To compare the operating modes of the Holmium:YAG laser and Thulium fiber laser. Additionally, currently available literature on Thulium fiber laser lithotripsy is reviewed.
Materials and methods
Medline, Scopus, Embase, and Web of Science databases were searched for articles relating to the operating modes of Holmium:YAG and Thulium fiber lasers, including systematic review of articles on Thulium fiber laser lithotripsy.
The laser beam emerging from the Holmium:YAG laser involves fundamental architectural design constraints compared to the Thulium fiber laser. These differences translate into multiple potential advantages in favor of the Thulium fiber laser: four-fold higher absorption coefficient in water, smaller operating laser fibers (50–150 µm core diameter), lower energy per pulse (as low as 0.025 J), and higher maximal pulse repetition rate (up to 2000 Hz). Multiple comparative in vitro studies suggest a 1.5–4 times faster stone ablation rate in favor of the Thulium fiber laser.
The Thulium fiber laser overcomes the main limitations reported with the Holmium:YAG laser relating to lithotripsy, based on preliminary in vitro studies. This innovative laser technology seems particularly advantageous for ureteroscopy and may become an important milestone for kidney stone treatment.
The first use of Holmium:YAG laser in Urology was described more than two decades ago . After having been evaluated as an innovative tool for tissue ablation with favorable hemostatic characteristics, the Holmium:YAG laser was eventually applied to urinary stones for lithotripsy . Compared to other lithotripsy techniques, the Holmium:YAG laser presents several important advantages: (1) suitability for fragmentation of all known urinary stone types into small stone particles [3, 4]; (2) ability to operate with thin and flexible delivery fibers with limited energy losses and with core diameters as small as 200 µm [5, 6]; (3) favorable safety profile with minimal tissue penetration depth and low risk of undesirable tissue damage due to the relatively high absorption coefficient of the Holmium:YAG laser wavelength in water ; (4) versatility which allows a Holmium:YAG laser system to be used for soft tissue applications additionally to stones, which partially offsets the costs of high-power systems [8, 9].
Holmium:YAG laser has proved itself particularly beneficial for flexible ureteroscopy, where it has become the current gold standard for laser lithotripsy . Laser generator parameters such as pulse energy and pulse frequency can be adapted by the operator [10, 11]. Urologists have shown a particular interest for low-pulse energy Holmium:YAG lithotripsy in recent years . This setting seems to achieve particularly fine fragmentation of stones (“stone dust”) able to spontaneously evacuate, obviating the need for time-consuming retrieval of larger stone fragments [13,14,15]. To keep up with sufficient ablation rate, high-frequency Holmium:YAG generators have been developed for faster stone fragmentation with low-pulse energy settings . Despite these innovations, the Holmium:YAG laser technology currently still faces limitations with regards to size of stones amenable to ureteroscopic laser lithotripsy [17,18,19].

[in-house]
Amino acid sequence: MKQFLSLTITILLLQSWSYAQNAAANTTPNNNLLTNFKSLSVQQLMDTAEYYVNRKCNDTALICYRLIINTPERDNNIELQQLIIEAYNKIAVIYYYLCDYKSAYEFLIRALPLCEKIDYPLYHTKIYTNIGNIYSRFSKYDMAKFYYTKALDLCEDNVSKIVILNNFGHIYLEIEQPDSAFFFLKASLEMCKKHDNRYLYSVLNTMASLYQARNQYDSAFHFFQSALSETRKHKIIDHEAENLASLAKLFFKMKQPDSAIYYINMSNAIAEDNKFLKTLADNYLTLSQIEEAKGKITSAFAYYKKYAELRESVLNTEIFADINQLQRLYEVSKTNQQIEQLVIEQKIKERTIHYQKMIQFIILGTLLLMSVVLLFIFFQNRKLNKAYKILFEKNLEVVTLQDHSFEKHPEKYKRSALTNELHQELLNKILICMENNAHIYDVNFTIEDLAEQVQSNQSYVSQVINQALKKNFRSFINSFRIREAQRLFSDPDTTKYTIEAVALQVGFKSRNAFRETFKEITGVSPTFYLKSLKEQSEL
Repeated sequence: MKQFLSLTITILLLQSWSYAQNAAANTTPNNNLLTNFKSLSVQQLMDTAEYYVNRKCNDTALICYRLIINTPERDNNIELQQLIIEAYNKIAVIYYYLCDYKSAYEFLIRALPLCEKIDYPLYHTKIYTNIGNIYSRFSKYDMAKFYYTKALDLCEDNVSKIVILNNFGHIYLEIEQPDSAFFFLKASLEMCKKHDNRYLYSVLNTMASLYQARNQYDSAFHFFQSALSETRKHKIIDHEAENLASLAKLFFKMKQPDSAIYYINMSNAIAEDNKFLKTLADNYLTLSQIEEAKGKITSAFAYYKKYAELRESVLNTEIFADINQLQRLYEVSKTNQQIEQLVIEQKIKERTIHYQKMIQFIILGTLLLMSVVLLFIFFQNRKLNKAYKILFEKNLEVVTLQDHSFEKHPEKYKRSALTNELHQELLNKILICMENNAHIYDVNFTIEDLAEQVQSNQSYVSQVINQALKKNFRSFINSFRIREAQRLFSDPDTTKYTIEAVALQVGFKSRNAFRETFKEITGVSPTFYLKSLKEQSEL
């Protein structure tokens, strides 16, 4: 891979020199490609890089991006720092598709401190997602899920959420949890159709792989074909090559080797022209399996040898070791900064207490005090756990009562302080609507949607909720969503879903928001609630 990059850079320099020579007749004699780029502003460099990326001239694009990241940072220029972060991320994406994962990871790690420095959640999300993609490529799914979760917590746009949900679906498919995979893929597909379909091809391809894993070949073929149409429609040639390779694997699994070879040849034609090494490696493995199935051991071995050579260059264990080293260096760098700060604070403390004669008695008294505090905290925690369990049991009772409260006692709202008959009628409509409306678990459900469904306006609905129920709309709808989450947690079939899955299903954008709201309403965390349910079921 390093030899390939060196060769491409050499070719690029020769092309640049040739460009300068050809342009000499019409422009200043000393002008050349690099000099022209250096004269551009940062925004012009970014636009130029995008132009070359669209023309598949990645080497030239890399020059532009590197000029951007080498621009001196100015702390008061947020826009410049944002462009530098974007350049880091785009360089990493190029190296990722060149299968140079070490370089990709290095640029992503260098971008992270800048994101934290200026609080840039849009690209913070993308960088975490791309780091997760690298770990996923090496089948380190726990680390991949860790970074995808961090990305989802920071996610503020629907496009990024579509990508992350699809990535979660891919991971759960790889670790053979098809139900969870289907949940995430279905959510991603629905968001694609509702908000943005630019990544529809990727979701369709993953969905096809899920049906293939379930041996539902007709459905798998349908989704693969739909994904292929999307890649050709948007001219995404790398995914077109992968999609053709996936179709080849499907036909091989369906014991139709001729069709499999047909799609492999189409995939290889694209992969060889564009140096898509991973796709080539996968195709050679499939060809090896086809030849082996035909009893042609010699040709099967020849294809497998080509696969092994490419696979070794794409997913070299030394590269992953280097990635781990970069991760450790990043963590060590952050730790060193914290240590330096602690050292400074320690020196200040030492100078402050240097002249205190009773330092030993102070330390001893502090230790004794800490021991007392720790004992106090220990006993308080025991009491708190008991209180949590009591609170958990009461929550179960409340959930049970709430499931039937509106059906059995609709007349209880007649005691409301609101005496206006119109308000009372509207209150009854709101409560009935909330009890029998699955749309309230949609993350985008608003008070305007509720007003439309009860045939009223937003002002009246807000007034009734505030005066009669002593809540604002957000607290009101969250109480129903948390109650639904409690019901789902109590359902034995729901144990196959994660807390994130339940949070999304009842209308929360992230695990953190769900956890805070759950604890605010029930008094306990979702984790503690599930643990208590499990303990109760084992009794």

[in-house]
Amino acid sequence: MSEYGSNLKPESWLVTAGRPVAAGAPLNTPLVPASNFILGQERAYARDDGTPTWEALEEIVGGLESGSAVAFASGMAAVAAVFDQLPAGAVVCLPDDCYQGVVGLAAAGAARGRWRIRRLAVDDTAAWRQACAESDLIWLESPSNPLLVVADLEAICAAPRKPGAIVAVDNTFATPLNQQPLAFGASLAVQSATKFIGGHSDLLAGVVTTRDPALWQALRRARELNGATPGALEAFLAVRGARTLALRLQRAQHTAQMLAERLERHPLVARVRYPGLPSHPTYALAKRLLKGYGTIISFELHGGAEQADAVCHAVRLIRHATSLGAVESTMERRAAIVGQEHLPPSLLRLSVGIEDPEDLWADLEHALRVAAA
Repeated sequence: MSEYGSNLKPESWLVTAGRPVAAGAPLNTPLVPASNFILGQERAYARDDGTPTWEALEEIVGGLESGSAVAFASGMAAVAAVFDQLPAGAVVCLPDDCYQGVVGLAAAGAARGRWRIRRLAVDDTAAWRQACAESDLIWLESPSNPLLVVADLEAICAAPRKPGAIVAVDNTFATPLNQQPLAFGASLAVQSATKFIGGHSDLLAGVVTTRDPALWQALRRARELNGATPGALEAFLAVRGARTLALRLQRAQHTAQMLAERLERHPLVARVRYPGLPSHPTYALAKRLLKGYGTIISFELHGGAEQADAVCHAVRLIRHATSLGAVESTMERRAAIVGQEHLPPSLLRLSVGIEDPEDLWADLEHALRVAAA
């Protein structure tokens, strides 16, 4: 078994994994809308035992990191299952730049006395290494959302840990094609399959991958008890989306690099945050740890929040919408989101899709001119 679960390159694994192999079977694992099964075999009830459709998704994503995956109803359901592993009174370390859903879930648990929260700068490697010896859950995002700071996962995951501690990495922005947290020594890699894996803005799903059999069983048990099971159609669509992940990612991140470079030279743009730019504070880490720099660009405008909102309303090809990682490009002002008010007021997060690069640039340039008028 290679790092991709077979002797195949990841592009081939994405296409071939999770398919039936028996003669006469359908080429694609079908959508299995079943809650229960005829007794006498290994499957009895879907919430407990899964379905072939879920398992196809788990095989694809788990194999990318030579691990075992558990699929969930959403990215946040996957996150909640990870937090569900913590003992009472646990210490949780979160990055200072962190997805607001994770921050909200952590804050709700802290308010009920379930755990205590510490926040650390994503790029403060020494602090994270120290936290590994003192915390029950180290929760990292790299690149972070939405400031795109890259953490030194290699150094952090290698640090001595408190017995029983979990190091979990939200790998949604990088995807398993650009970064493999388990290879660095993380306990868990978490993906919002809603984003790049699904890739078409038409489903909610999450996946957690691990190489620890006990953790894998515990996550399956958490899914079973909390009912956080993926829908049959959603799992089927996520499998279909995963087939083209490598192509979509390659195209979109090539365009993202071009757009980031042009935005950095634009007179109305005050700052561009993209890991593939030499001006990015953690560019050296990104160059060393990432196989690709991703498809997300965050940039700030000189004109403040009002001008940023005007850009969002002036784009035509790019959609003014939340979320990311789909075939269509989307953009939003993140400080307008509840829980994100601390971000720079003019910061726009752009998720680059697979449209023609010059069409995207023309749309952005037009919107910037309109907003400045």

Recently, another technology has been explored for next-generation laser lithotripsy: the Thulium fiber laser . This promising technology offers several advantages over Holmium:YAG laser that may expand the boundaries of laser lithotripsy. The operating modes of both lasers are presented and compared in this article. Additionally, currently available literature on Thulium fiber laser is reviewed.
Materials and methods
Literature on the operating modes of the Holmium:YAG and Thulium fiber lasers was reviewed. For systematic review of currently available evidence on Thulium fiber laser lithotripsy, a bibliographic search on Medline, Scopus, Embase, and Web of Science databases was conducted in October 2018. The search terms ‘Thulium fiber laser’ and ‘lithotripsy’ were used and the filters ‘English’ and ‘humans’ were applied. Only original articles were considered eligible. Supplementary Figure 1 shows a flow diagram summarizing the selection process. Owing to the heterogeneity of study outcomes, a narrative synthesis rather than a quantified meta-analysis of data was performed.
Physical characteristics of Holmium and Thulium
Holmium and Thulium ions
Holmium and Thulium are two distinct chemical elements with 67 and 69 protons in their nucleus, respectively, and have been classified as rare-earth elements in the periodic table. Holmium was first discovered by the Swiss chemists Marc Delafontaine and Jacques-Louis Soret in 1878 and was first named “Element X” [21, 22]. In 1879, the Swedish chemist Per Theodor Cleve observed a brown and a green substance while working on a sample of Erbium oxide. He named the brown substance Holmium (Holmia being the Latin name for Stockholm) and the green substance Thulium (after Thule, the place located furthest north in ancient Greek and Roman literature and cartography, thus referring to Scandinavia) . Both Holmium and Thulium are predominantly found as trivalent ions in nature and in industrial applications such as lasers. Similar to other rare-earth ions, trivalent Holmium and Thulium ions have a unique set of emission wavelengths, particularly in the near-infrared range.
Water absorption peak